Exodus 17:1-7; Psalm 95; Romans 5:1-11; John 4:5-42
This week we continue our Lenten series, “When God Provides.” Last week Pastor Cameron explored the call of Abram and how obedience sows blessing in our lives and the lives of others when we take responsibility and ownership for what God has entrusted us with. In this week’s text, we look at how we respond when it seems that God’s provision comes up short.
Before we explore the text, let’s quickly review what has just happened in the Exodus narrative. In chapters 13-14 we read about Moses leading the Hebrews out of Egypt and through the Red Sea. In chapter 15 are the twin songs of Moses and his sister Miriam, both of which praise God for the goodness and faithfulness God has shown to the Hebrews. From there, they continue their journey toward Mt. Sinai, where they hope to worship God. The chapter goes on to tell the story of God providing water for the thirsty Hebrews by making a bitter spring sweet. Chapter 16 sees God give the hungry Hebrews a daily supply of manna and quail. Now we arrive at today’s text in the beginning of chapter 17.
The Hebrews are still making their way to the place God commanded them to go. They are still following in obedience. They arrive at a place called Rephidim and find that there is no water for them there. They are in the midst of a great wilderness and there doesn’t seem to be an oasis around. That’s bad news.
They somewhat aggressively confront Moses and demand that he provide water for them and their herds of cattle. They are blaming him for the desert being dry! They also seem to think he has some secret stash of water he’s hoarding from them, or else some magic power to conjure up water at will. They accuse him of having no plan, of bringing them out of Egypt to die of thirst in the desert (sure, they were enslaved in Egypt, but at least they weren’t thirsty!).
Moses cries out to God for help. The people are about to get violent and he has nothing to slake their thirst. God comes through. He tells Moses to take some of the elders and go ahead of the rest of the people. He’s to take his staff with him, the same one he struck the Nile with in Egypt, and strike the rock. Moses does all this and when he strikes the rock water comes out of it. They are saved!
But Moses can’t quite shake the way the people behaved. He names the place where they camped “Testing” and “Quarreling” to remind them of who they were in that place: a people who asked, “Is the Lord among us or not?”
It sure seems like the Hebrews have a short memory. Tremper Longman III, an Old Testament scholar at Westmont College, reminds us just how forgetful they were: “In fewer than six months the Israelites have witnessed ten plagues, the pillar of cloud and fire, and the sending of food and manna from heaven; yet their real question came down to this: ‘Is the Lord among us or not?’”
That’s a powerful question. “Is the Lord among us or not?” It is a question we often ask out of fear and anxiety. It tempts us to test and try the Lord rather than trust and obey the Lord. Questioning God is always okay. We aren’t God and we can’t know everything God knows. The Psalms are full of questions for and about God. But sometimes we allow our questioning to turn into demands or ultimatums. That’s not healthy for us.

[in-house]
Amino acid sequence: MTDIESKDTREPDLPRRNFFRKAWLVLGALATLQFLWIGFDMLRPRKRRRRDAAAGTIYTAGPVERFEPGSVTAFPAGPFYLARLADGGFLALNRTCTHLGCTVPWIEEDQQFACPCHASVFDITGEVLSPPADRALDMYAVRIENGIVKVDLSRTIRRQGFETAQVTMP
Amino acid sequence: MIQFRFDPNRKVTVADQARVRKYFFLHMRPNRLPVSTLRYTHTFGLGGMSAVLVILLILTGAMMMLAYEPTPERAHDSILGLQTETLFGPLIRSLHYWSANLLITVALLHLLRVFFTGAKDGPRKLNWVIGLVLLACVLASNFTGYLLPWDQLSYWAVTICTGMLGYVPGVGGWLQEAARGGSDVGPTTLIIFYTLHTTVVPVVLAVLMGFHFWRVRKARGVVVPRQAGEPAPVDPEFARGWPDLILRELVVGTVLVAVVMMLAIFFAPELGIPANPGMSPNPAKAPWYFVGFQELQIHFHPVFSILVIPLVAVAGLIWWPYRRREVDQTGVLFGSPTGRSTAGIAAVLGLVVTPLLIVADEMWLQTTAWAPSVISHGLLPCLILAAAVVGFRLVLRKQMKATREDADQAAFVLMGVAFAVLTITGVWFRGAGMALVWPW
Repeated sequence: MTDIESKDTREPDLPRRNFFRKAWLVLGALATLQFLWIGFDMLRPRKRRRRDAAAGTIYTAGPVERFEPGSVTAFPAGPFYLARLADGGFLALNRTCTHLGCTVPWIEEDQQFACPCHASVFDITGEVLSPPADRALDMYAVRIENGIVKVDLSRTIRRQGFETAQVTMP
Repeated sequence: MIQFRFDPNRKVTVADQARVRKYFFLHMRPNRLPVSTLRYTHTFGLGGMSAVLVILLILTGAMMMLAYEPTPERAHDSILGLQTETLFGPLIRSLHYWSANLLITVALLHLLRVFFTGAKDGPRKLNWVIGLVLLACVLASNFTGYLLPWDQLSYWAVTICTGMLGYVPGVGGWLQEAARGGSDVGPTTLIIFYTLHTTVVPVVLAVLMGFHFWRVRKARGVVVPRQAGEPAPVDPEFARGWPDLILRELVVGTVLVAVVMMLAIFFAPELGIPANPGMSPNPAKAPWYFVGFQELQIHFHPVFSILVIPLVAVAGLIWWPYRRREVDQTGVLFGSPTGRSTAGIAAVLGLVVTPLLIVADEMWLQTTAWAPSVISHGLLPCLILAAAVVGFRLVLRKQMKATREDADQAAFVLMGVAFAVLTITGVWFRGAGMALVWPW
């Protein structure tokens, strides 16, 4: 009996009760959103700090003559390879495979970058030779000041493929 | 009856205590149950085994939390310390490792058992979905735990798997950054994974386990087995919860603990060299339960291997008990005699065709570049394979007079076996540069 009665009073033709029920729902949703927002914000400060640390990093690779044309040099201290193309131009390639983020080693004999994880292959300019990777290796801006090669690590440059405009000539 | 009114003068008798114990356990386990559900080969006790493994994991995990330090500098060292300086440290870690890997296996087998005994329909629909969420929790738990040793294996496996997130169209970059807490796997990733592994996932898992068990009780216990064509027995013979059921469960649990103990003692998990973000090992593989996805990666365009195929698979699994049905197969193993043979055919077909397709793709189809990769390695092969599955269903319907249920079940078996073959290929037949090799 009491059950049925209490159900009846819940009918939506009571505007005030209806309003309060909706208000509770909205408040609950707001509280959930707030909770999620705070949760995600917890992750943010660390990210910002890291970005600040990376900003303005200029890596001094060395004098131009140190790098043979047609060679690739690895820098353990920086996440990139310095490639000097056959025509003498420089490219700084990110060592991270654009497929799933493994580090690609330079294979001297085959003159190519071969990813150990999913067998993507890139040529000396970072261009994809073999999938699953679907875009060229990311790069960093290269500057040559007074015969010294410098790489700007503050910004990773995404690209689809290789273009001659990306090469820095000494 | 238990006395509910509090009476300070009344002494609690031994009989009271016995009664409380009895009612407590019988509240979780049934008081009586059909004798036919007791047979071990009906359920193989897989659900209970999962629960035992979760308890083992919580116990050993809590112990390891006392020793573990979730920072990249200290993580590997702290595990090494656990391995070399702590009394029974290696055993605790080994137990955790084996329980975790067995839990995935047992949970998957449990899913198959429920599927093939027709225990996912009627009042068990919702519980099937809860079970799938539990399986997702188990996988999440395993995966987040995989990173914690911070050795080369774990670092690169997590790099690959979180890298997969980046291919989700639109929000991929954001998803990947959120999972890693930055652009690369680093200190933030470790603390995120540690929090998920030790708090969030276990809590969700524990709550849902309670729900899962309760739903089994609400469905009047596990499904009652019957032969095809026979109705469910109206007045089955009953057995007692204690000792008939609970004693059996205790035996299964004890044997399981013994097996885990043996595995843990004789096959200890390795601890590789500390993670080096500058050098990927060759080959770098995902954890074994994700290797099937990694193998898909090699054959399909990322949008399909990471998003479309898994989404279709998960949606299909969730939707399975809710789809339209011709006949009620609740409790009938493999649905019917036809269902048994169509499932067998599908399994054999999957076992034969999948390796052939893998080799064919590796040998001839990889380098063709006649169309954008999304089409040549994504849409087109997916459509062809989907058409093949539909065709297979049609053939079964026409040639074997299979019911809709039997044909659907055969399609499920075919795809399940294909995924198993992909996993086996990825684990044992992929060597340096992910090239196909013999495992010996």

We put ourselves in the position of deciding how and by what evidence we will determine God’s presence or absence. We try to coerce God into performing or providing a certain way. We think we can trick God or force God’s hand in some way. We demand that God jump through our hoops and become answerable or accountable to us. This is the exact opposite of how the relationship is intended to work.
When we find ourselves wondering if God is present with us, if God is going to provide for us in this moment of need, I suggest we take a moment to look back at what God has already done. If we can do that, take a moment to review our history with God, I think we will find that God has always come through for us in hard times before. God has been faithful. Why, even though the present crisis seems new or different, should we expect that God wouldn’t come through again?
“Is the Lord among us or not?” It seems like a hard question to answer in the midst of trial or suffering. The answer is clearer, however, when we look at where God has been. When we look back, we find that God has always been among us. As long as we have gone where God has directed, been obedient to what God has commanded, God has never left us. The only answer to the question then becomes, “Yes. Yes, the Lord is among us.”
When things aren’t making sense, we try to take the reins and make sense out of them. John Goldingay, an Old Testament scholar at Fuller Seminary, asserts, “Sense lies in trusting that things will work out of we do what God says.”
Some questions to consider:
• When was the last time you saw God provide for you in a powerful way?
• What did that experience teach you about God?
• What did that experience teach you about yourself?
• As you look at whatever present trial you face, where do you need God’s provision?
• Where is God inviting you to trust and obey?
• How might you express your trust that God will provide for you now, like God has provided for you in the past?